There are a number of factors that affect our ability to drive, including poor sleep, fatigue, use of medication, alcohol and now recently legalised for private use, cannabis. But what does that mean for smoking while driving and your insurance company?
It is important that South African motorists understand that certain car insurance companies may not cover the driver for damage to their vehicle or the property of a third party if they are proven to be under the influence of marijuana at the time of a collision.
According to Ernest North, co-founder at AI-based car insurance business Naked, South African car insurance companies will need to relook the wording of their policies following a recent Constitutional Court ruling that effectively legalises personal possession and usage of dagga. He notes that most car insurers have clauses in their policies stating that drivers will not be covered if they are under the influence of alcohol or drugs at the time of an accident. Insurers may also reject a claim if they refuse to submit to a test to determine the level of alcohol or drugs in their blood upon request by the authorities.
“These clauses are, for the most part, used to address drunk driving. The insurer will not pay a policyholder’s claim if the alcohol content in the driver’s blood or breath exceeds the legal limit,” says North.
“With the legalisation of personal use of dagga, most insurers will tighten these clauses to address the usage of cannabis. They will need to define what it means to drive under the influence of the drug as well as how to measure intoxication.”
Most policies also include clauses to the effect that a driver must take all reasonable steps to prevent loss or damage to the car. If you are high on dagga, you are materially increasing your risk of having an accident, and might not be covered as per those clauses.
North points out there is not yet a universally accepted way to prove that someone was driving under the effects of an excessive dosage of marijuana that compares to the breathalyser for alcohol.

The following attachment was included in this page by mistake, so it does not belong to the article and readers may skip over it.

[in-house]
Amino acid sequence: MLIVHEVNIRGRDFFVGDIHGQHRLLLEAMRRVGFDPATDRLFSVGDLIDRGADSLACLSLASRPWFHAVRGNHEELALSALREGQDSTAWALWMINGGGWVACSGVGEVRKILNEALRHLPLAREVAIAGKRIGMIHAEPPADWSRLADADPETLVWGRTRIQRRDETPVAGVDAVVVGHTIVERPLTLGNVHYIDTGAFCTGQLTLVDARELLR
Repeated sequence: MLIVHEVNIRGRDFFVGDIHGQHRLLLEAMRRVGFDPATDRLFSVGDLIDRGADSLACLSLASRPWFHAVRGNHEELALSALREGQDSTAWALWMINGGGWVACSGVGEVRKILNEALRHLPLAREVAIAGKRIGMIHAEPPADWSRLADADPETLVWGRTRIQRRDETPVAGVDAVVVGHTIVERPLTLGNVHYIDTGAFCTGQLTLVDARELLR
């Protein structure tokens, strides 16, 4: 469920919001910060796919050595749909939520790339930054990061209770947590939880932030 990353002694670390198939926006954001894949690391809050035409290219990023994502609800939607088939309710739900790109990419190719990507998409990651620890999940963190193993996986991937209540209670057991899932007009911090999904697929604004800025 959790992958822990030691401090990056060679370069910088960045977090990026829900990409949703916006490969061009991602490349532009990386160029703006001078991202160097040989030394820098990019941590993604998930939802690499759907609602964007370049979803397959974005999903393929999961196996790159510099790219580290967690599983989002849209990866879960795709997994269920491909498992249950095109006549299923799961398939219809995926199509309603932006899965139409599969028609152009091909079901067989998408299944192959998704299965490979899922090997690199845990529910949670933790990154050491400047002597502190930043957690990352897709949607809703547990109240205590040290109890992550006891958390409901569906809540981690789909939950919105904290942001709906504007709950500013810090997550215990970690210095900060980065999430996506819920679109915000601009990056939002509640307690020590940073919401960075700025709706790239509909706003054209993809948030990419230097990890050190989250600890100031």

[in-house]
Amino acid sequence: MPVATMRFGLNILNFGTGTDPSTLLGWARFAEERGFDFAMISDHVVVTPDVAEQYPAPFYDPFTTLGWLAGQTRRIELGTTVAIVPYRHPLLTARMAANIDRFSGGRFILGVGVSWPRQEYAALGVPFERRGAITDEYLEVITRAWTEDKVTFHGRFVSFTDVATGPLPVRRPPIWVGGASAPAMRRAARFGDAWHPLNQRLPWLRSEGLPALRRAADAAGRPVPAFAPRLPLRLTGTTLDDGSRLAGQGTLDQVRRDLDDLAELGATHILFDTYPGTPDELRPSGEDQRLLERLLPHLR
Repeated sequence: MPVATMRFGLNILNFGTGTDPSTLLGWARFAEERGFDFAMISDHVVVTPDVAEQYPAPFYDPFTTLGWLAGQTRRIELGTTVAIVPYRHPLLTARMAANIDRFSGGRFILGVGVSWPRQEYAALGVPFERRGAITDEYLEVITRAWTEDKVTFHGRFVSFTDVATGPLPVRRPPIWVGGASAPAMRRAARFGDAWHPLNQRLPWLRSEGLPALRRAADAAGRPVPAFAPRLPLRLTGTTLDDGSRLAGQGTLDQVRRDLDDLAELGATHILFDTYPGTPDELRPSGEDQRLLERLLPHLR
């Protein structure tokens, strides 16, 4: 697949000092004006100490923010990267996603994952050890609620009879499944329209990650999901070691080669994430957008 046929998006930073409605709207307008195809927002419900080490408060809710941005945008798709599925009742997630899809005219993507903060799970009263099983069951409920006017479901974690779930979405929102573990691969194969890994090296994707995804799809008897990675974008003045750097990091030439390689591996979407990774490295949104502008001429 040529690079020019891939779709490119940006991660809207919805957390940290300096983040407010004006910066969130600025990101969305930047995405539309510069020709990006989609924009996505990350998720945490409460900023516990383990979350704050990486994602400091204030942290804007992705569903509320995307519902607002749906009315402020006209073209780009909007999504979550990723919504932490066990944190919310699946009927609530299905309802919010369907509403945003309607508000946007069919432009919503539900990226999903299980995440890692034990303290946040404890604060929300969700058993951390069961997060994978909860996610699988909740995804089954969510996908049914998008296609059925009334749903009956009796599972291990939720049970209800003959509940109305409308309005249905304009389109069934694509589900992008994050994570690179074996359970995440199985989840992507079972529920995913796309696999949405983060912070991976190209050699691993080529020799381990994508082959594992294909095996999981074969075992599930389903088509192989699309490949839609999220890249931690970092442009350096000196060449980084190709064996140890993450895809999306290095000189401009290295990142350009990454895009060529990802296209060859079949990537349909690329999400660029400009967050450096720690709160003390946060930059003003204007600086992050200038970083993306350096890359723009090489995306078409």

“Blood tests can reveal recent usage, but there is no definitive way to show that a person has had a level of exposure that would affect his or her judgement at the time of an accident,” North says.
“Insurers might use witness accounts of your drug usage and behaviour before you got behind the wheel to determine whether you should be covered for your accident or not.”
The fact that marijuana is prescribed for pain management and other medical purposes complicates matters further. Alcohol usage is recreational in nature, so it’s easy to tell people not to drink and drive.
But is it fair to ask someone who is in pain to decide between using their medical prescription or being able to drive? The pain might actually increase their risk of having an accident more than a small, prescribed dose of marijuana.
“We don’t yet have clear answers for the many questions legalisation of marijuana raises for the car insurance industry. The sector will need to apply common sense as well as learn from international examples,” says North.
In the meantime, North advises anyone who uses the herb for medical, religious or other reasons not to smoke and drive. “Usage of drugs, including many prescription painkillers, can significantly increase your risks of hurting yourself and others in a collision,” he says.
“Even a moderate dose of marijuana can reduce your inhibitions, make you overconfident, and slow down your reflexes. Some users may even experience hallucinations, nausea, or panic attacks or fall asleep at the wheel.”
Source: Women On Wheels